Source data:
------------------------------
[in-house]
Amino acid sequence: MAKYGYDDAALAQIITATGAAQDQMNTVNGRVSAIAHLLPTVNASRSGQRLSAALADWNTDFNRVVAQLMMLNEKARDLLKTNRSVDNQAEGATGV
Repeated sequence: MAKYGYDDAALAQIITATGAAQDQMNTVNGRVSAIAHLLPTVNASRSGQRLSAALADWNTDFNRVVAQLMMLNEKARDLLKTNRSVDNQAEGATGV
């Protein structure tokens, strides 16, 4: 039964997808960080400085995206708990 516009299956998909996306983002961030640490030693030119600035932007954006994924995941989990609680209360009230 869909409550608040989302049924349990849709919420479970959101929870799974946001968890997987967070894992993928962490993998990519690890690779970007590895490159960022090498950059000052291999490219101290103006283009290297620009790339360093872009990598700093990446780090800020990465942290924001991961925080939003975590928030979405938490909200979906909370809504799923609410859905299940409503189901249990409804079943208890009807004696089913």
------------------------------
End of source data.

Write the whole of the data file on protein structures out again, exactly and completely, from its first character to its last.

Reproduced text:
[in-house]
Amino acid sequence: MAKYGYDDAALAQIITATGAAQDQMNTVNGRVSAIAHLLPTVNASRSGQRLSAALADWNTDFNRVVAQLMMLNEKARDLLKTNRSVDNQAEGATGV
Repeated sequence: MAKYGYDDAALAQIITATGAAQDQMNTVNGRVSAIAHLLPTVNASRSGQRLSAALADWNTDFNRVVAQLMMLNEKARDLLKTNRSVDNQAEGATGV
């Protein structure tokens, strides 16, 4: 039964997808960080400085995206708990 516009299956998909996306983002961030640490030693030119600035932007954006994924995941989990609680209360009230 869909409550608040989302049924349990849709919420479970959101929870799974946001968890997987967070894992993928962490993998990519690890690779970007590895490159960022090498950059000052291999490219101290103006283009290297620009790339360093872009990598700093990446780090800020990465942290924001991961925080939003975590928030979405938490909200979906909370809504799923609410859905299940409503189901249990409804079943208890009807004696089913």